An injury is something that causes pain or weakness that is significant enough to change your behavior. It can be difficult in a sport like skating where athletes often having muscle soreness resulting from what could be completely appropriate training loads. Often injuries start as annoyances, hot spots or other minor symptoms that increase over days or even weeks.


You should always report an injury to your parent or guardian, your coach and your physician or another qualified medical professional who can help figure out a plan for treatment and return to full activity.

Many times athletes fear that if the details of an injury are shared with a parent or coach, they will not be permitted to continue to skate or train. While it may be true that certain types of injuries will require time away from the ice, there are also many injuries that can be resolved quickly or by modifying training and gradually increasing back to the normal level of activity. It is better to get evaluated and have a treatment plan than to minimize or ignore an injury until it becomes severe enough that you are missing days, weeks, or even a season off the ice.

Some minor injuries can be treated at home with appropriate rest and supportive care. However, some of these seemingly minor injuries will progress to something more significant or serious if ignored. An injury that is severe in nature, worsening rather than improving, or most definitely in the case of concussion or suspected concussion, requires evaluation by a qualified health care professional as soon as possible.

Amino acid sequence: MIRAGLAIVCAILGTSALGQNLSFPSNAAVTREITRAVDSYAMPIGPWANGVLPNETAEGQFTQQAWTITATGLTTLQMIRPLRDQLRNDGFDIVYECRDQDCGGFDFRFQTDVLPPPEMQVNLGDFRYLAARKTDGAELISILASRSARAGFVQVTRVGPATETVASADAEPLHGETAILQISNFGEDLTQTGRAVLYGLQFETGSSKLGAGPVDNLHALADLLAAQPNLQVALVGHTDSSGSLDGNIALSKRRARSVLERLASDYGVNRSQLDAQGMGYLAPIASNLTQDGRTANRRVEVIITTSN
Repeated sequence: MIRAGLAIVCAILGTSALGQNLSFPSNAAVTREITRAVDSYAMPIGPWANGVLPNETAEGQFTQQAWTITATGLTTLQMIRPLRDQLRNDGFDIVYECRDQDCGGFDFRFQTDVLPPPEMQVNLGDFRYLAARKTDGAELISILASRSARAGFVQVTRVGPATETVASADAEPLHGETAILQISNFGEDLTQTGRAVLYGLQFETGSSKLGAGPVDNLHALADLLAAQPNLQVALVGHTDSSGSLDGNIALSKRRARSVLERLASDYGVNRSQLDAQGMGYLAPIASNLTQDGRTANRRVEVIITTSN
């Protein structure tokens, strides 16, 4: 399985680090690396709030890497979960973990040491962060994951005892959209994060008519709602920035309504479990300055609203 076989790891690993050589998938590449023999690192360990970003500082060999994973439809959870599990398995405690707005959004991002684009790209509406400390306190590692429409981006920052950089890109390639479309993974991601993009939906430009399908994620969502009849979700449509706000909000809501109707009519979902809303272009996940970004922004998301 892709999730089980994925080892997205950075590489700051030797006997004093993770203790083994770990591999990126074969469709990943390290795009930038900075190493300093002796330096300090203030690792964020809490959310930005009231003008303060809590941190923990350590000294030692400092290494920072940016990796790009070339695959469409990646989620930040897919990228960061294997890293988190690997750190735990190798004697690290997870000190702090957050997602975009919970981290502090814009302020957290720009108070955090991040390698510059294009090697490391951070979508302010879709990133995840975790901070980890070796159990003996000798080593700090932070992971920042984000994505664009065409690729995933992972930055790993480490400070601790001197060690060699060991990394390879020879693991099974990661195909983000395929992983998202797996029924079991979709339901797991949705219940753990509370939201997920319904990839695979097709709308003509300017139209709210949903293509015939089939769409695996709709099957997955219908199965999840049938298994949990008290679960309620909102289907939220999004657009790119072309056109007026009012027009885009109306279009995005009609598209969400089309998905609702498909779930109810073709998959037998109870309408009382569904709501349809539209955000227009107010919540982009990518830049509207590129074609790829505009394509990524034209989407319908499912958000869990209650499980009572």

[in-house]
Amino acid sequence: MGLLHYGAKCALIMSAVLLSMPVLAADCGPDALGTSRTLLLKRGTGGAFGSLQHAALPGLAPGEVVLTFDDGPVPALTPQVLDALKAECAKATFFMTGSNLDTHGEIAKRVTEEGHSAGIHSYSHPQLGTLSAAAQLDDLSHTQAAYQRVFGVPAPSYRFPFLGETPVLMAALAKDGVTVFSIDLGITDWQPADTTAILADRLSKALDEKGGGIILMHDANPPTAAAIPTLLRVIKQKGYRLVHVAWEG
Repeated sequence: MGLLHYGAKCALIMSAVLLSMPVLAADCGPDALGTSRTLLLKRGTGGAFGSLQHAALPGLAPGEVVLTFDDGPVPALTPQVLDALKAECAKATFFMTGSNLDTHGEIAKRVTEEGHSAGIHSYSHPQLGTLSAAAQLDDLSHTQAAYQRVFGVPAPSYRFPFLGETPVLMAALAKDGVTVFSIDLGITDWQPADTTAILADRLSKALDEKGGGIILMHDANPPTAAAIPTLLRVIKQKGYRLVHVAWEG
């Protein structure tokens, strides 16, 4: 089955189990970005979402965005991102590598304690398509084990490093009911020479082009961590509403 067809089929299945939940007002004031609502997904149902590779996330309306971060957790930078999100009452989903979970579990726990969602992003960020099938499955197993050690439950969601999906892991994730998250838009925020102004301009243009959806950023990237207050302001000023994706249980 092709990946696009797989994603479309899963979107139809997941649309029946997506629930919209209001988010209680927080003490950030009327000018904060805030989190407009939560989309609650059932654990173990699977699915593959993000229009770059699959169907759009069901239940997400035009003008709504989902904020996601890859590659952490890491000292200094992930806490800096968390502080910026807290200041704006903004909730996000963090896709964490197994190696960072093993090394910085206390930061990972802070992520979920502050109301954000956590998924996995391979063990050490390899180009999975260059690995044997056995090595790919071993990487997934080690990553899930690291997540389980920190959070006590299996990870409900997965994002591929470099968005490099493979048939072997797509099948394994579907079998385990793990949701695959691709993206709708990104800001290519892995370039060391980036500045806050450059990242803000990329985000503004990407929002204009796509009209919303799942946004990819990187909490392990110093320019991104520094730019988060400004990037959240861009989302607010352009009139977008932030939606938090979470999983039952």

Expense of treatment is often a reason athletes and their families may avoid getting treatment until a situation or injury gets really bad. Consider the amount of money and time spent on lessons, ice time and off-ice training and think about the quality of these activities if an athlete is injured and unable to train at his/her best.

We budget money for lessons, competitions, dresses, photographs and video, etc. and we need to budget for recovery, therapy and health care as needed.

  • AMSSM – Geographically searchable database of sports medicine doctors.

If you don't find a suitable professional on either of the above lists, contact your family doctor and have them evaluate you and refer to the appropriate specialist, if necessary. Also ask your coach if they have worked with a good doctor in the past.


  • MoveForwardPT – Geographically searchable database of sports physical therapists.


  • Scandpg – Geographically searchable database of registered dietitians by specialty, including sports dietitians (CSSDs) and those experienced with working with disordered eating and eating disorders.